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Arvest Trims Branches Amid Digital Shift

3 min read

Arvest Bank of Fayetteville said Wednesday it will close 31 of its more than 270 bank branches this summer as the company seeks a better balance between brick-and-mortar locations and online services.

In a news release, the bank said 2020 “introduced many challenges to the banking industry and accelerated existing trends in consumer preferences and behavior.” It said it’s seen a “shift in the balance between branch transactions and digital banking.”

The company said more than a third of the facilities to close are limited-service branches, and most are in markets with other nearby Arvest locations. Arvest operates in Arkansas, Kansas, Oklahoma and Missouri.

In Arkansas, branches will close in cities including Fayetteville, Fort Smith, Jonesboro, Little Rock, North Little Rock and Russellville. A complete list of closures is available below.

The move comes as banks across the country rethink their operations after a pandemic that led many to permanently shutter or temporarily close branches.

Simmons First National Corp. of Pine Bluff, owner of Simmons Bank, temporarily closed more than 50 branches in response to the pandemic, while others were converted to drive-through with lobby access by appointment. CEO George Makris Jr. told Arkansas Business last summer that the branch network is likely to be pared even more as the pandemic accelerates online banking trends.

“One thing that has been clear during this time is the usage of our digital (online and mobile) options has increased tremendously,” he said. “… I expect that we, along with other banks, will reduce their locations over time as customer habits dictate.”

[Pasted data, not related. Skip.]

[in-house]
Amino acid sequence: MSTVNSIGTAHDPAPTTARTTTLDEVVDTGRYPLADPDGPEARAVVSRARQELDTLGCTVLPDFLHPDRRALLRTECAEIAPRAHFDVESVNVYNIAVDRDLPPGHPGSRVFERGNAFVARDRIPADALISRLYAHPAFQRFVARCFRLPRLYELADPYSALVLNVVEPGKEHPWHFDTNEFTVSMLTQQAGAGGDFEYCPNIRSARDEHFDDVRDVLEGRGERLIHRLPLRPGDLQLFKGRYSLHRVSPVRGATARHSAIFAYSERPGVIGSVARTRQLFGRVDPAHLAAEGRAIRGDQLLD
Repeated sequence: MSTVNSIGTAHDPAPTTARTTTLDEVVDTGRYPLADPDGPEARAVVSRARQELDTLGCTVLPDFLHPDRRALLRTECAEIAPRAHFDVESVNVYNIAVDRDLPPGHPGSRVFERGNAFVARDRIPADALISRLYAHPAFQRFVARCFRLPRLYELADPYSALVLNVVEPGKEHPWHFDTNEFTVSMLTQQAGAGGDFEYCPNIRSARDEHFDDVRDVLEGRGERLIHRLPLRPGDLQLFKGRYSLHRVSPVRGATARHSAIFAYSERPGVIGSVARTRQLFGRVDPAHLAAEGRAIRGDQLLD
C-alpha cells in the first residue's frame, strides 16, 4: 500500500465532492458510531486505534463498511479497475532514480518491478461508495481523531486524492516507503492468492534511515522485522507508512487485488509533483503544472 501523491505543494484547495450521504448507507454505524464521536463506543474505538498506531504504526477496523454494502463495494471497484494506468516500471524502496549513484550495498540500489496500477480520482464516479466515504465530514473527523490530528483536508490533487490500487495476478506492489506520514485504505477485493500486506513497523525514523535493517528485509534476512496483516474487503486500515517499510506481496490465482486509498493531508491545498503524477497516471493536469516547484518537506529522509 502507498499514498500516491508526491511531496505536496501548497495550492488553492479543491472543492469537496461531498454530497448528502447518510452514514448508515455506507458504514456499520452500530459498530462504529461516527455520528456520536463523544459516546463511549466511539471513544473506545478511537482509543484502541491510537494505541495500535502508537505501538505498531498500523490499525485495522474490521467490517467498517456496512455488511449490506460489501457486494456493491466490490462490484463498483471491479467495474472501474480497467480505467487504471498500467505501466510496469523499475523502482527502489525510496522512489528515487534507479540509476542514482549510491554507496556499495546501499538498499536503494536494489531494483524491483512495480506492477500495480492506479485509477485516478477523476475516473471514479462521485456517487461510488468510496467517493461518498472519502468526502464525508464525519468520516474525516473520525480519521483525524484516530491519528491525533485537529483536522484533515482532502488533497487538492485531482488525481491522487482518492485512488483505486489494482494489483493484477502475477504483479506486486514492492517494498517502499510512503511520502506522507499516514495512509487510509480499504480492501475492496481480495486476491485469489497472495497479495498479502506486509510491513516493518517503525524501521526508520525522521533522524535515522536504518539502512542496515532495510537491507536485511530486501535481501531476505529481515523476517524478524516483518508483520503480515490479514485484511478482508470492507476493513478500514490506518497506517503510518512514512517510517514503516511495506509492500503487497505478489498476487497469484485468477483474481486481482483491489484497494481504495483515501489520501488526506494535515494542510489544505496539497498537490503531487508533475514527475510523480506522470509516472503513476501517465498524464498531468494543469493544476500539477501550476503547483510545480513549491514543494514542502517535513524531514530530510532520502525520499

Arvest said it conducted an “in-depth analysis” of its branch network. In addition to closing some of them, it will also build eight new facilities and remodel 15 offices over the next 12-18 months. It’s also adding 38 “ATM with Live Teller” machines throughout its network.

Arvest, the second-largest bank chartered in Arkansas with assets of $24.36 billion as of Dec. 31, did not say how many employees might lose their jobs because of the changes. It employed 6,330 full-time equivalents at the end of 2020.

“Well-trained and committed associates are the pillar of Arvest’s success and it is the bank’s desire to retain as many associates as possible by helping them secure other roles at Arvest locations,” it said in a statement.

Arvest Bank Closures, Summer 2021 (PDF)

ARKANSAS 

  • 1113 N. Garland, Fayetteville 
  • 3919 N. Mall, Fayetteville
  • 11808 Hwy. 71 S., Fort Smith 
  • 2425 S. Zero St., Fort Smith 
  • 700 U.S. Highway 62-65 N., Harrison 
  • 5205 E. Johnson Ave., Jonesboro
  • 167 W. State Hwy. 14, Lead Hill
  • 1800 N. Grant St., Little Rock
  • 1360 N. Center, Lonoke
  • 3502 JFK Blvd., North Little Rock
  • 2110 W. Walnut, Rogers
  • 819 S. Arkansas, Russellville 

MISSOURI

  • 2623 W. Seventh St., Joplin
  • 3200 Lusk Drive, Neosho
  • 202 W. Main, Noel
  • 24832 State Hwy. 39, Shell Knob 

OKLAHOMA 

  • 19801 Robson Road, Catoosa 
  • 14900 S.E. 29th St., Choctaw
  • 11207 S. State Hwy. 51, Coweta 
  • 333 N. Third St., Muskogee 
  • 1000 W. Shawnee St., Muskogee 
  • 1801 Belle Isle Blvd., Oklahoma City 
  • 5621 N. Classen Blvd., Oklahoma City  
  • 7800 N.W. Expressway, Oklahoma City  
  • 6100 W. Reno, Oklahoma City  
  • 220 S. State Hwy. 97, Sand Springs
  • 430 W. Wekiwa Road, Suite G, Sand Springs 
  • 5215 W. Sixth Ave., Stillwater
  • 2019 E. 81st St., Tulsa
  • 3233 S. Yale Ave., Tulsa
  • 924 W. Missouri St., Walters 
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